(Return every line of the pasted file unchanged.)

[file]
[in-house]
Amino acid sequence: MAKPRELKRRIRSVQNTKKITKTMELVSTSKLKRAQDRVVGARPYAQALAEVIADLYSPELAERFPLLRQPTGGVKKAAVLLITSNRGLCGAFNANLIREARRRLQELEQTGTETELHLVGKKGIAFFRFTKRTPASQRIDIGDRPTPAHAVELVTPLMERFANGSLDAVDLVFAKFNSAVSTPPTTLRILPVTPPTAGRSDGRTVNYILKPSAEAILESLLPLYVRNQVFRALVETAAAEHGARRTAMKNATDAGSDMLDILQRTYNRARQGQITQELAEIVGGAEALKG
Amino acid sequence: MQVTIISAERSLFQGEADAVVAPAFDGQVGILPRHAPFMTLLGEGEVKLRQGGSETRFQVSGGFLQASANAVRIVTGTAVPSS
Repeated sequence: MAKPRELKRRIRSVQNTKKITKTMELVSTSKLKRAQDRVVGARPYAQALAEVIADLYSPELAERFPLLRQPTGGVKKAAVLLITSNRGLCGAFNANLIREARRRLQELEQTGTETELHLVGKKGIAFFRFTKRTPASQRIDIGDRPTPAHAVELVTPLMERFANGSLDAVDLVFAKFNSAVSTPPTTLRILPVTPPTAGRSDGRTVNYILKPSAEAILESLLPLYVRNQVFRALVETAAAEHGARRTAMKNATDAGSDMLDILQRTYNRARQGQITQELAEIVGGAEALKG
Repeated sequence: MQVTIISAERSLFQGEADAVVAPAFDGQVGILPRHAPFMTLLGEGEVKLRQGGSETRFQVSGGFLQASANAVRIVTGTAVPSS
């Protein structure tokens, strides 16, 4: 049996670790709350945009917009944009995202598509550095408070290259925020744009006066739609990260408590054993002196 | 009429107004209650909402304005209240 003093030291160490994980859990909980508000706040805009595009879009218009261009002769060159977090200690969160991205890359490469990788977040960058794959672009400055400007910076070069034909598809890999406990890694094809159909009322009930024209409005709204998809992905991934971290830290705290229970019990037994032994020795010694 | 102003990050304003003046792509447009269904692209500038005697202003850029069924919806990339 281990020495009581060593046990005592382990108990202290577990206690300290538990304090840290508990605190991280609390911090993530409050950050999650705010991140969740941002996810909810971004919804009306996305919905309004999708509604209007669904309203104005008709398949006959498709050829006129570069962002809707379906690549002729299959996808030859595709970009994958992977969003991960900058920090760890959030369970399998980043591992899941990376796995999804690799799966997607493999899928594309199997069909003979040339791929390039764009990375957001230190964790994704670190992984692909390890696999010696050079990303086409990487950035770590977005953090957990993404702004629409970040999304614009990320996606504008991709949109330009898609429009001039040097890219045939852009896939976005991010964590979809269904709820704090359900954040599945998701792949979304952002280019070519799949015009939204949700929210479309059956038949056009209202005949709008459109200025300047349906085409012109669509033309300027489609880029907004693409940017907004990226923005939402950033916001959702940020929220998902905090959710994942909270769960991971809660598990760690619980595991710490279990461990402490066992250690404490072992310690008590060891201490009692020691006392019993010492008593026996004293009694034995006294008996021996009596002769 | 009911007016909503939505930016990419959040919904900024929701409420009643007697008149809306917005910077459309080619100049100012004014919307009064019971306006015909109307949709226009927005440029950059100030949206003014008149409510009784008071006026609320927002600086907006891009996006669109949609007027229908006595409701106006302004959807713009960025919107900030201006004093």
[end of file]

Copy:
[in-house]
Amino acid sequence: MAKPRELKRRIRSVQNTKKITKTMELVSTSKLKRAQDRVVGARPYAQALAEVIADLYSPELAERFPLLRQPTGGVKKAAVLLITSNRGLCGAFNANLIREARRRLQELEQTGTETELHLVGKKGIAFFRFTKRTPASQRIDIGDRPTPAHAVELVTPLMERFANGSLDAVDLVFAKFNSAVSTPPTTLRILPVTPPTAGRSDGRTVNYILKPSAEAILESLLPLYVRNQVFRALVETAAAEHGARRTAMKNATDAGSDMLDILQRTYNRARQGQITQELAEIVGGAEALKG
Amino acid sequence: MQVTIISAERSLFQGEADAVVAPAFDGQVGILPRHAPFMTLLGEGEVKLRQGGSETRFQVSGGFLQASANAVRIVTGTAVPSS
Repeated sequence: MAKPRELKRRIRSVQNTKKITKTMELVSTSKLKRAQDRVVGARPYAQALAEVIADLYSPELAERFPLLRQPTGGVKKAAVLLITSNRGLCGAFNANLIREARRRLQELEQTGTETELHLVGKKGIAFFRFTKRTPASQRIDIGDRPTPAHAVELVTPLMERFANGSLDAVDLVFAKFNSAVSTPPTTLRILPVTPPTAGRSDGRTVNYILKPSAEAILESLLPLYVRNQVFRALVETAAAEHGARRTAMKNATDAGSDMLDILQRTYNRARQGQITQELAEIVGGAEALKG
Repeated sequence: MQVTIISAERSLFQGEADAVVAPAFDGQVGILPRHAPFMTLLGEGEVKLRQGGSETRFQVSGGFLQASANAVRIVTGTAVPSS
């Protein structure tokens, strides 16, 4: 049996670790709350945009917009944009995202598509550095408070290259925020744009006066739609990260408590054993002196 | 009429107004209650909402304005209240 003093030291160490994980859990909980508000706040805009595009879009218009261009002769060159977090200690969160991205890359490469990788977040960058794959672009400055400007910076070069034909598809890999406990890694094809159909009322009930024209409005709204998809992905991934971290830290705290229970019990037994032994020795010694 | 102003990050304003003046792509447009269904692209500038005697202003850029069924919806990339 281990020495009581060593046990005592382990108990202290577990206690300290538990304090840290508990605190991280609390911090993530409050950050999650705010991140969740941002996810909810971004919804009306996305919905309004999708509604209007669904309203104005008709398949006959498709050829006129570069962002809707379906690549002729299959996808030859595709970009994958992977969003991960900058920090760890959030369970399998980043591992899941990376796995999804690799799966997607493999899928594309199997069909003979040339791929390039764009990375957001230190964790994704670190992984692909390890696999010696050079990303086409990487950035770590977005953090957990993404702004629409970040999304614009990320996606504008991709949109330009898609429009001039040097890219045939852009896939976005991010964590979809269904709820704090359900954040599945998701792949979304952002280019070519799949015009939204949700929210479309059956038949056009209202005949709008459109200025300047349906085409012109669509033309300027489609880029907004693409940017907004990226923005939402950033916001959702940020929220998902905090959710994942909270769960991971809660598990760690619980595991710490279990461990402490066992250690404490072992310690008590060891201490009692020691006392019993010492008593026996004293009694034995006294008996021996009596002769 | 009911007016909503939505930016990419959040919904900024929701409420009643007697008149809306917005910077459309080619100049100012004014919307009064019971306006015909109307949709226009927005440029950059100030949206003014008149409510009784008071006026609320927002600086907006891009996006669109949609007027229908006595409701106006302004959807713009960025919107900030201006004093």